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The Wisconsin engineer Volume 69 - Various Witching Methods - Estimating depth and quantity



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Smith, Robert (ed.) / The Wisconsin engineer  Volume 69, Number 1 (October 1964)

VARIOUS WITCHING METHODS – Estimating depth and quantity

  Some dowsers try to estimate depth and quantity. The most common method of estimating depth is by the amount of pull on the rod. A second theory is that the "rays of force" are emitted at a 45 degree angle from the water vein as in Figure 2 [not present]. This means that the distance covered by the dowser, from where the rod just starts to pull until it stops pulling, is equal to twice the depth to water. Another method is counting the oscillations of a pendulum. A method found commonly in this country is that of holding a piece of baling wire horizontally at one end between thumb and fore-finger. The rod begins to nod up and down and then stops. Each nod indicates a foot of depth.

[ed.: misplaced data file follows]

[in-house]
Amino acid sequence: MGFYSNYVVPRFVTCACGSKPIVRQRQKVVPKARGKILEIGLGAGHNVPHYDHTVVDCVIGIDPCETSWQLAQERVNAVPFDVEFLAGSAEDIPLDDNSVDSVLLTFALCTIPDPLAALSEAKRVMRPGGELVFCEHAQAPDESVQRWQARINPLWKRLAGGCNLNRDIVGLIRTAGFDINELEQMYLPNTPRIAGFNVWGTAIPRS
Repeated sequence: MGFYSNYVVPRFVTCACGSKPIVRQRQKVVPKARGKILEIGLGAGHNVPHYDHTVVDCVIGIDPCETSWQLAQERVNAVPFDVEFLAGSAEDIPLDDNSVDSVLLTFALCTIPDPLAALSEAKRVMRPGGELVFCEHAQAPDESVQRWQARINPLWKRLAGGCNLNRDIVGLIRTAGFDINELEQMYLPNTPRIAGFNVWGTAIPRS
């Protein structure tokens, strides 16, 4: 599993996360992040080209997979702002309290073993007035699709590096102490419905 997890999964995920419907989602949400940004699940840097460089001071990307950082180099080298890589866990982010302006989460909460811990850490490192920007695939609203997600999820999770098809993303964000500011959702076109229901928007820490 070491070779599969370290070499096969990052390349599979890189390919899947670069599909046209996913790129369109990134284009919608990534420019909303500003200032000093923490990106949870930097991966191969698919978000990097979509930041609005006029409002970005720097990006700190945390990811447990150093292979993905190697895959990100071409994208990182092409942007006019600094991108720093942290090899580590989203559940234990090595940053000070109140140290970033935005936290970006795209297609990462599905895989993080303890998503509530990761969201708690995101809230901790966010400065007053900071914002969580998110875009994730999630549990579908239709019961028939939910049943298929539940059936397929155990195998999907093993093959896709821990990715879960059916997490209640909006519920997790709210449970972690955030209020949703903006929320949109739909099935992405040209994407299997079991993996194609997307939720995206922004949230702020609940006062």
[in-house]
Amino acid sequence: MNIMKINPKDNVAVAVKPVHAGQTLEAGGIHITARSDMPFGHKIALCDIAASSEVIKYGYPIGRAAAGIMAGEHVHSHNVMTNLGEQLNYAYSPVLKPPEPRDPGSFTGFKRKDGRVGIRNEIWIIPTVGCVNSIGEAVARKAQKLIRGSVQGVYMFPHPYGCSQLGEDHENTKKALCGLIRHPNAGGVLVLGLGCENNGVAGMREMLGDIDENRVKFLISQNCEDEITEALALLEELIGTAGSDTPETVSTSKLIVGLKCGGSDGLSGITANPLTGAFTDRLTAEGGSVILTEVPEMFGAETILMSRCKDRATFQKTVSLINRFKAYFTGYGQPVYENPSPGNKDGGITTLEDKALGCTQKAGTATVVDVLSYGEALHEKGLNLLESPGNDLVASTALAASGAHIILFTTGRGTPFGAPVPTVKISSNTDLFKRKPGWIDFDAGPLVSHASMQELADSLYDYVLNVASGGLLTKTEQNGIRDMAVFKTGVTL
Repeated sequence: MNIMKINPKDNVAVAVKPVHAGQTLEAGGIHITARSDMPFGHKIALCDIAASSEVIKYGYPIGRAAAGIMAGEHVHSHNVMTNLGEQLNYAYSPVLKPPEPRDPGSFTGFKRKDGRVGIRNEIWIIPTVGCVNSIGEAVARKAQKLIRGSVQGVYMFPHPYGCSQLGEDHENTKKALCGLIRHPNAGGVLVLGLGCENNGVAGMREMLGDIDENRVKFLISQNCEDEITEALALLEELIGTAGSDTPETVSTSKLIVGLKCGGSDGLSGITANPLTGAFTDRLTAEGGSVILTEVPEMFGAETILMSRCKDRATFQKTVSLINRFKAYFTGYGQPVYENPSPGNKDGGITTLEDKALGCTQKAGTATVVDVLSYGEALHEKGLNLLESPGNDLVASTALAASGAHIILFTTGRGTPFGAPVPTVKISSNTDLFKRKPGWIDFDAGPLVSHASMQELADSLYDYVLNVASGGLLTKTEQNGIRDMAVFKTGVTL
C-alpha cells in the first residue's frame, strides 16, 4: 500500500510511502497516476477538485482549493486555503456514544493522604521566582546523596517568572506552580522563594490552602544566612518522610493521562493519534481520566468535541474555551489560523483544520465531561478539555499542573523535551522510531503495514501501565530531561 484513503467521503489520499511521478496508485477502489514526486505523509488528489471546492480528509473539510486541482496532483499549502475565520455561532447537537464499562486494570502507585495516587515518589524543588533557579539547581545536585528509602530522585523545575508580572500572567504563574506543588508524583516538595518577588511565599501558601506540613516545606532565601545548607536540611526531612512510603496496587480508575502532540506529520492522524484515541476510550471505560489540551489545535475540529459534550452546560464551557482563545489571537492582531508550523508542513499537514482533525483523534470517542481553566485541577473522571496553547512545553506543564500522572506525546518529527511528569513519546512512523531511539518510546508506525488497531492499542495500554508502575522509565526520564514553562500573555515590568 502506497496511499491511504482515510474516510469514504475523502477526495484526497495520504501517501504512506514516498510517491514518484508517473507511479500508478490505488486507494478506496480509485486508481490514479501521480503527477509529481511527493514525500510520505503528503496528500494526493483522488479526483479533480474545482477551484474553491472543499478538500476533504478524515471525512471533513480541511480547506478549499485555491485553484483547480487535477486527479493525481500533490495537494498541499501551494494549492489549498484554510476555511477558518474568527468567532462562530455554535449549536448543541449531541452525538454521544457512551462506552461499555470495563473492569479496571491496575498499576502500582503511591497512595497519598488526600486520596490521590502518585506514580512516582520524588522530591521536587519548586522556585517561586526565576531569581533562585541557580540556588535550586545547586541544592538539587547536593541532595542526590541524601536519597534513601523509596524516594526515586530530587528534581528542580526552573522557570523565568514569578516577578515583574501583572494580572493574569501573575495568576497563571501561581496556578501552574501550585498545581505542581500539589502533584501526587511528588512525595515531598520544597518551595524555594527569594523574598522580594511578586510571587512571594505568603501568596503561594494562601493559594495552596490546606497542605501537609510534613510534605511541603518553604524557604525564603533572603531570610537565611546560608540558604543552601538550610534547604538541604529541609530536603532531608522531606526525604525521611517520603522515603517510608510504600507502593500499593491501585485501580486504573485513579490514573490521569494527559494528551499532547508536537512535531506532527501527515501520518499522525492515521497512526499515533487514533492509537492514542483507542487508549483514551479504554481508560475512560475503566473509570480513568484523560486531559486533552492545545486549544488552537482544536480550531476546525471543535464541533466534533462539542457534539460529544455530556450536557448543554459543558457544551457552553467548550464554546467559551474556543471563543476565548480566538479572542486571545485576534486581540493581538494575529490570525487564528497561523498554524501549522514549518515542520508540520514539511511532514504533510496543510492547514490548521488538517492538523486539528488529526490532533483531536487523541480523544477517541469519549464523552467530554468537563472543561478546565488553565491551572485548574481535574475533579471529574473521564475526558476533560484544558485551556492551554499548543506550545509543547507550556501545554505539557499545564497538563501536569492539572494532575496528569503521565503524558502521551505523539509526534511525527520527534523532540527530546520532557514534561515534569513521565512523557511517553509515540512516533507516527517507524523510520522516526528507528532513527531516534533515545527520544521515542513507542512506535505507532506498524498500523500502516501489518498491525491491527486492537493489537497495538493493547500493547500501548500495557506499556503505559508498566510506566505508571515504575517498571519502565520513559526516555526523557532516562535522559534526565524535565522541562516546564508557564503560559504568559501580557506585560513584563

In Europe, the same technique is used, but each bob is taken to mean one meter of depth. Sometimes the number of bobs is translated into gallons per minute. All of these techniques are found in Europe. Even the long-distance dowsing over a map, as Henry Gross practices it, is strictly a European import.

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